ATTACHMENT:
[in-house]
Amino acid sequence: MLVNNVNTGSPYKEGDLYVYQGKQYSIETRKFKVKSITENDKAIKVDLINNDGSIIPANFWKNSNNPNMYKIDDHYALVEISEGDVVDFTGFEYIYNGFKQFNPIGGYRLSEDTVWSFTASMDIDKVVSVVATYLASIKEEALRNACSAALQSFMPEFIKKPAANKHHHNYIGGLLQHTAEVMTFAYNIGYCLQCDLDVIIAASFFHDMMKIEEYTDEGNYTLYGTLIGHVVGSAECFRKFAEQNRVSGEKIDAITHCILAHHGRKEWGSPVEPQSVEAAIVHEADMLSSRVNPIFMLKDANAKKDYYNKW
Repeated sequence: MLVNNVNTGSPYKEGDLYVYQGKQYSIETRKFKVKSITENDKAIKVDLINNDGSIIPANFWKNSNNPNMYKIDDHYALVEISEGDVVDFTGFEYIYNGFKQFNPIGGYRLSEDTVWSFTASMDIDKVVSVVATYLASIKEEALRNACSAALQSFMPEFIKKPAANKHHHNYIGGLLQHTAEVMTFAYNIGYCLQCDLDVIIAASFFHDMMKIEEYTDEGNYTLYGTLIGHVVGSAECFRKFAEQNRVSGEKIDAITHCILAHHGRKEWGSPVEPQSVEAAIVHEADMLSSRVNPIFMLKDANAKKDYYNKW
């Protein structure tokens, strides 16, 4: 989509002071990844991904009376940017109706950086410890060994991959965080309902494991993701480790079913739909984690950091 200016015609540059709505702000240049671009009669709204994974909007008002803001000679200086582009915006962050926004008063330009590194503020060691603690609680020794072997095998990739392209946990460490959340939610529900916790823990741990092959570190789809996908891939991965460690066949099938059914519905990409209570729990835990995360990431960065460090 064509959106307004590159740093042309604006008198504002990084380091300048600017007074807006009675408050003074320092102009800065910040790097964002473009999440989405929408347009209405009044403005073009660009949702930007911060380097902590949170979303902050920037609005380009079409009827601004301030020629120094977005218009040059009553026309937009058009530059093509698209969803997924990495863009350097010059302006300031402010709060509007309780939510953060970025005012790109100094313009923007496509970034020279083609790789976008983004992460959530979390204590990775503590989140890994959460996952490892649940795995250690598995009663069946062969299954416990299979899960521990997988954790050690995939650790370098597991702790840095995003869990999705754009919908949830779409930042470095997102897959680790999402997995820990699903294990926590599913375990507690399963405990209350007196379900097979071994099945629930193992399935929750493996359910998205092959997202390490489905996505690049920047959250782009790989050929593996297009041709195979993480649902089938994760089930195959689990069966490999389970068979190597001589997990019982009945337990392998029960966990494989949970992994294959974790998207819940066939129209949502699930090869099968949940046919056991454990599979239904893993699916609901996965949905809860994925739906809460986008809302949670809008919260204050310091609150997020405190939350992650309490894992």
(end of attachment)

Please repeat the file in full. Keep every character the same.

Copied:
[in-house]
Amino acid sequence: MLVNNVNTGSPYKEGDLYVYQGKQYSIETRKFKVKSITENDKAIKVDLINNDGSIIPANFWKNSNNPNMYKIDDHYALVEISEGDVVDFTGFEYIYNGFKQFNPIGGYRLSEDTVWSFTASMDIDKVVSVVATYLASIKEEALRNACSAALQSFMPEFIKKPAANKHHHNYIGGLLQHTAEVMTFAYNIGYCLQCDLDVIIAASFFHDMMKIEEYTDEGNYTLYGTLIGHVVGSAECFRKFAEQNRVSGEKIDAITHCILAHHGRKEWGSPVEPQSVEAAIVHEADMLSSRVNPIFMLKDANAKKDYYNKW
Repeated sequence: MLVNNVNTGSPYKEGDLYVYQGKQYSIETRKFKVKSITENDKAIKVDLINNDGSIIPANFWKNSNNPNMYKIDDHYALVEISEGDVVDFTGFEYIYNGFKQFNPIGGYRLSEDTVWSFTASMDIDKVVSVVATYLASIKEEALRNACSAALQSFMPEFIKKPAANKHHHNYIGGLLQHTAEVMTFAYNIGYCLQCDLDVIIAASFFHDMMKIEEYTDEGNYTLYGTLIGHVVGSAECFRKFAEQNRVSGEKIDAITHCILAHHGRKEWGSPVEPQSVEAAIVHEADMLSSRVNPIFMLKDANAKKDYYNKW
């Protein structure tokens, strides 16, 4: 989509002071990844991904009376940017109706950086410890060994991959965080309902494991993701480790079913739909984690950091 200016015609540059709505702000240049671009009669709204994974909007008002803001000679200086582009915006962050926004008063330009590194503020060691603690609680020794072997095998990739392209946990460490959340939610529900916790823990741990092959570190789809996908891939991965460690066949099938059914519905990409209570729990835990995360990431960065460090 064509959106307004590159740093042309604006008198504002990084380091300048600017007074807006009675408050003074320092102009800065910040790097964002473009999440989405929408347009209405009044403005073009660009949702930007911060380097902590949170979303902050920037609005380009079409009827601004301030020629120094977005218009040059009553026309937009058009530059093509698209969803997924990495863009350097010059302006300031402010709060509007309780939510953060970025005012790109100094313009923007496509970034020279083609790789976008983004992460959530979390204590990775503590989140890994959460996952490892649940795995250690598995009663069946062969299954416990299979899960521990997988954790050690995939650790370098597991702790840095995003869990999705754009919908949830779409930042470095997102897959680790999402997995820990699903294990926590599913375990507690399963405990209350007196379900097979071994099945629930193992399935929750493996359910998205092959997202390490489905996505690049920047959250782009790989050929593996297009041709195979993480649902089938994760089930195959689990069966490999389970068979190597001589997990019982009945337990392998029960966990494989949970992994294959974790998207819940066939129209949502699930090869099968949940046919056991454990599979239904893993699916609901996965949905809860994925739906809460986008809302949670809008919260204050310091609150997020405190939350992650309490894992």